When I built my AM2 system in 2007, it was advertised that the initial AM2 would support Phenom and later AM2+ CPUs. Well, my board (and many other early AM2 boards) didn't support anything besides Athlon 64s and Athlon X2s.

And while we're on the subject of socket compatibility, Intel kept the LGA775 socket around for close to 5 years. If you bought a Q6600 for its retail price of $266 back in mid 2007 and overclocked it slightly to 3 or 3.2 GHz, you'd still have a CPU that's competitive with today's AMD's Phenom II X4s. How's that for system lifespan?
Edited by 996gt2 - 7/26/11 at 10:39am
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post #186 of 352
Quote:
Originally Posted by 996gt2 View Post
Sandy Bridge has a 15% IPC advantage over Nehalem. I'd hardly call that small. In addition, SB can clock much higher than Nehalem. How many 4.2+ GHz Socket 1156/1366 quads to you see? Now compare that to the clocks of SB quads and you'll see many of them are pushing close to 5 GHz for 24/7 use.

Socket 1156 has had a ~2 year lifespan, but tbh if you have a socket 1156 processor today it's still faster than everything out there (except Sandy Bridge). So it's far from obsolete.

When I built my AM2 system in 2007, it was advertised that the initial AM2 would support Phenom and later AM2+ CPUs. Well, my board (and many other early AM2 boards) didn't support anything besides Athlon 64s and Athlon X2s.

And while we're on the subject of socket compatibility, Intel kept the LGA775 socket around for close to 5 years. If you bought a Q6600 for its retail price of $266 back in mid 2007 and overclocked it slightly to 3 or 3.2 GHz, you'd still have a CPU that's competitive with today's AMD's Phenom II X4s. How's that for system lifespan?
You won't see much of a difference in real world use until you compare benchmarks.
Clock for clock Nehalem is still faster,4ghz for a 980X,5Ghz for a 2600K (despite the 980X having 2 more cores) to achieve similar scores. 1366 was a better choice than 1156.
Intel kept LGA775 around so long because competition was almost non-existent. Certain AM2 boards supposedly ran Phenom I processors,however most actually couldn't because because of TDP,or no BIOS updates. AMD screwed up and the AM2 socket was short lived,you would have been better off waiting for AM2+ which even supports newer Phenom II processors.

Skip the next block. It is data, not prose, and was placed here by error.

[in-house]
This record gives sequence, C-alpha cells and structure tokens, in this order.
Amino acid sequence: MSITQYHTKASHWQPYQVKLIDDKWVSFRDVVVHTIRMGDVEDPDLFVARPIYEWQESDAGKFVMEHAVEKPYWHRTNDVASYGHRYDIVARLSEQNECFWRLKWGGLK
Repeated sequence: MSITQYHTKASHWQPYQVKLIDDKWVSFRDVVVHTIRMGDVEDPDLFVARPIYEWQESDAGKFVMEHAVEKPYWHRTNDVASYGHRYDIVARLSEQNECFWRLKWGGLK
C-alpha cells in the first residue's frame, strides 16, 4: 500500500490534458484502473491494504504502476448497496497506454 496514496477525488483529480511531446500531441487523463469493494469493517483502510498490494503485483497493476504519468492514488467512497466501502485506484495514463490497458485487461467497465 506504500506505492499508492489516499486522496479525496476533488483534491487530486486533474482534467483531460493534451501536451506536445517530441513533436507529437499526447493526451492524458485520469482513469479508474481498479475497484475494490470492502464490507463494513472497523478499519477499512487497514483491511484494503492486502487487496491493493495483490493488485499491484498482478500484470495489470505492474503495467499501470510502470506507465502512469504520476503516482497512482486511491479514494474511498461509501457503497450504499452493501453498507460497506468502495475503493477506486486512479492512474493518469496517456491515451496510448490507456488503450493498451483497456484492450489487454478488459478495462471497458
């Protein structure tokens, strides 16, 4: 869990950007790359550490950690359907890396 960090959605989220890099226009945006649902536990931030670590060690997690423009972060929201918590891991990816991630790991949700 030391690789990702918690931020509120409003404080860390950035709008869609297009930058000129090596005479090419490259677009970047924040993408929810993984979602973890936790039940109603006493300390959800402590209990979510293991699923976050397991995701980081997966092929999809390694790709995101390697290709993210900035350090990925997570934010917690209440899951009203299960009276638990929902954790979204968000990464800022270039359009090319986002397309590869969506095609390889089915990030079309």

How many 5Ghz SB chips to do you see? Because you see some on OCN achieve 5GHz,doesn't mean that many are. Only the golden chips can go that high,otherwise most are only hitting 4.5.
Edited by Heavy MG - 7/26/11 at 10:52am
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post #187 of 352
Quote:
Originally Posted by Heavy MG View Post
You won't see much of a difference in real world use until you compare benchmarks.
Clock for clock Nehalem is still faster,4ghz for a 980X,5Ghz for a 2600K (despite the 980X having 2 more cores) to achieve similar scores. 1366 was a better choice than 1156.
Intel kept LGA775 around so long because competition was almost non-existent.
How many 5Ghz SB chips to do you see? Because you see some on OCN achieve 5GHz,doesn't mean that many are. Only the golden chips can go that high,otherwise most are only hitting 4.5.
There is no point in pushing our chips to 5Ghz for daily tasks as at 4Ghz everything runs perfectly.
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post #188 of 352
Quote:
Originally Posted by Heavy MG View Post
You won't see much of a difference in real world use until you compare benchmarks.
Clock for clock Nehalem is still faster,4ghz for a 980X,5Ghz for a 2600K (despite the 980X having 2 more cores) to achieve similar scores. 1366 was a better choice than 1156.
Intel kept LGA775 around so long because competition was almost non-existent.
How many 5Ghz SB chips to do you see? Because you see some on OCN achieve 5GHz,doesn't mean that many are. Only the golden chips can go that high,otherwise most are only hitting 4.5.
Most 2500Ks and 2600Ks can do 4.5 GHz at 1.35V or less. In fact most of them will do 4.8 @ around 1.4V before they hit a "hard wall" in terms of voltage needed for higher clocks.

For Nehalem, that wall is much lower, around 4 or 4.2 GHz. 4.5 GHz on a Nehalem/Westmere is very rarely seen, and when it is it's usually on water cooling. Compare that to Sandy Bridge:

From Anandtech's Review: